Both the media and specialized literature often relate failures rather than success stories. Based on the notion that we learn as much from good things than from bad, here’s a positive post on a good news: successful transformations that came about from helpful strategies. Now that feels good, doesn’t it?

I just had a truly extraordinary experience. I’ve just come back from the World Transplant Games (yes, that’s right, the World Transplant Games!), where my son competed in five swimming events. The experience helped me grow, and I came away energized and amazed by what people can do when they work together in a positive spirit. It was a real pleasure to see these people who had faced such serious health challenges push themselves, share their excitement and celebrate life.

More than 1,000 athletes of all levels, from 44 countries, gathered in Mar del Plata, Argentina to compete in 14 different disciplines. What do they have in common? A love of sports and pushing their limits, of course, but they’re also all organ donor recipients who have lived through something that has made them appreciate the good things in life, the beauty of life and especially how precious good health is. Some had been near death, others had been living a very difficult life for many, many years. I’m thinking of Addison, a four-year-old from British Columbia and recipient of a new heart at three-weeks old, who bravely and proudly ran her 25 metres. I think of Lloyd, 34 years old, from Saint-Laurent, who had a second kidney transplant after the first was rejected just one year after his surgery. And then there’s Jean-Claude, 82, who had a heart transplant 25 years ago. During the 800-metre track event, he sprinted the last 50 metres to pass another racer and finish second!

This was the 20th Games in 40 years. Their goal? Pushing oneself, yes, but mainly they highlight the return to health. It’s also an event that is in itself an excellent ambassador of the importance of organ donation. Indeed, we’ve noticed a 30% increase in organ donation in the countries that have hosted the Games. And it didn’t take drums and trumpets; all it took was a real-life illustration of the positive and direct impact of this social gesture.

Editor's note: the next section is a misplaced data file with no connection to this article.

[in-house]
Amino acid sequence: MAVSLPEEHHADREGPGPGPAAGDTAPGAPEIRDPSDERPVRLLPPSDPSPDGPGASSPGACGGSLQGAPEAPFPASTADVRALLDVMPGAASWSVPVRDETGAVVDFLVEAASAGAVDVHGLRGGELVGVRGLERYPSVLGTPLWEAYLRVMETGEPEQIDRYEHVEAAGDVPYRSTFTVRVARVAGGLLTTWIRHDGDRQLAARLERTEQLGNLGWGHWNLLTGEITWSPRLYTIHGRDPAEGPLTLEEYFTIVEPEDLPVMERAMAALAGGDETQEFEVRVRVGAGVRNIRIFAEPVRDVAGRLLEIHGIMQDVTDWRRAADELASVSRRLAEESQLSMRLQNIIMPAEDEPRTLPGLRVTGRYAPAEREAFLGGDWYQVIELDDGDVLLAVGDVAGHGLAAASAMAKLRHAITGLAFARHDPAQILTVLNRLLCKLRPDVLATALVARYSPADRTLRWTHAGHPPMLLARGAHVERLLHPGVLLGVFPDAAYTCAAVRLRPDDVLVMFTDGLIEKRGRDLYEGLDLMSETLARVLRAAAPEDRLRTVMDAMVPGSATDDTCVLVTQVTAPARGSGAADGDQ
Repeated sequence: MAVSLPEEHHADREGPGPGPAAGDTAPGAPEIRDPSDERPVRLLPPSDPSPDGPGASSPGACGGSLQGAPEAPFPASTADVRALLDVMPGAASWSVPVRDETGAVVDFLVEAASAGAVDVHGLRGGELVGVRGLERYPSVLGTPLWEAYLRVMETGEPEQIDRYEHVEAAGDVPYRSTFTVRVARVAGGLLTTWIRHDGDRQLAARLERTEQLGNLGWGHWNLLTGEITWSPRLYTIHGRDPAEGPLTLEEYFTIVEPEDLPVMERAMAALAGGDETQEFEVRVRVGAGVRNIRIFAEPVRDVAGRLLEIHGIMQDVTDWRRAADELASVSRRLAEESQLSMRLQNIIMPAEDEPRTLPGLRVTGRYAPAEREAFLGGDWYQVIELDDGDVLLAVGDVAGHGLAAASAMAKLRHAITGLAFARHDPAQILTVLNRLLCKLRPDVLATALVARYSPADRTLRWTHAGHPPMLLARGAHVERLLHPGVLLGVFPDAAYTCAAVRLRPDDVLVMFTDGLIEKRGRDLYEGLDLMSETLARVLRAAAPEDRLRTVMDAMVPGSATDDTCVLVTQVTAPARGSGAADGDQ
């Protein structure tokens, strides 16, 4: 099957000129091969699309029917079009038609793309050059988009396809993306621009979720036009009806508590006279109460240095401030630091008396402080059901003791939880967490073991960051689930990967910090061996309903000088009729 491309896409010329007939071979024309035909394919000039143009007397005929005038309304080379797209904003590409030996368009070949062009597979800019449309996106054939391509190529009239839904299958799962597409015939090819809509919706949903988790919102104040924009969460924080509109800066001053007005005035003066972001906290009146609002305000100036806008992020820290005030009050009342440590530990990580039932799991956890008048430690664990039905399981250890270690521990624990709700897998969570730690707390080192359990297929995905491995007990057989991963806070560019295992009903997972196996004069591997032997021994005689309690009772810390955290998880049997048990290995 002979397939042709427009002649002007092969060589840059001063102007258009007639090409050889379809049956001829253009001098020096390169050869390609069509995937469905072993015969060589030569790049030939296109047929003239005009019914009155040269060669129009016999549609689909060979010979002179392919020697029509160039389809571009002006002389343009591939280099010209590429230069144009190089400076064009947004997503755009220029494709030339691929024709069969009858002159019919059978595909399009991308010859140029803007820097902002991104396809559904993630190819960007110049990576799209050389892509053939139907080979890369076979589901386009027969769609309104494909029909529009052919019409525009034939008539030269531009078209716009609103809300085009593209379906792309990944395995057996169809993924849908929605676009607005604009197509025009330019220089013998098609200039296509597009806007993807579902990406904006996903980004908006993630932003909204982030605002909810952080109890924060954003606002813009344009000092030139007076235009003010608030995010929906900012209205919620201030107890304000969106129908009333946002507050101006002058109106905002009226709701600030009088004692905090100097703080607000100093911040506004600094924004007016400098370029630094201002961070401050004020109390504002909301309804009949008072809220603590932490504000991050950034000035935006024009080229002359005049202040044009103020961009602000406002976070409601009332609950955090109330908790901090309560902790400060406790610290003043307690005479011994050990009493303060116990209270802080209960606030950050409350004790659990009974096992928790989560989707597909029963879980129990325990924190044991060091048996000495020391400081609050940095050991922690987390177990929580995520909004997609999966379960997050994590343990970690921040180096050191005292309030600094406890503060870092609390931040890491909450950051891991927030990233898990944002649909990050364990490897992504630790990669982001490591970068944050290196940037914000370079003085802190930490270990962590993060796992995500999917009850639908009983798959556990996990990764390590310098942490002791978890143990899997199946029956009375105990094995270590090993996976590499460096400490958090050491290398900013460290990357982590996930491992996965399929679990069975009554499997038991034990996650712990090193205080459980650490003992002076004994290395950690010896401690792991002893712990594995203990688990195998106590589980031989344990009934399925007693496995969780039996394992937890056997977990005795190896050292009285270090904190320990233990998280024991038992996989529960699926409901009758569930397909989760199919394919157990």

augmentation performance entrepriseWhat can we learn from this success? What manager doesn’t dream of improving the company’s performance by 30%? Do we focus enough on the successes, the good outcomes? The small things that make all the difference in our transformations? What if we banked on human strengths instead of on fear and negativity? What if we put the focus on each person’s desire to play a part in the wellbeing of others and of the organization instead of dwelling on the failures of others?
It wasn’t a question of generation or of performance that changed the organ donation situation in the host countries, but human goodness and our desire to want to help society in our own way.

So let’s believe in these men and women in our organizations. Let’s trust their willingness to want to help, to make a difference. Think about it: a 30% impact is a smashing success!

P.S. My son won three silver medals, two gold medals and now holds the world record in the 200-metre freestyle in his category. He’s come home full of pride and gratitude. And Mom is pretty proud too! 🙂

Benoit Raymond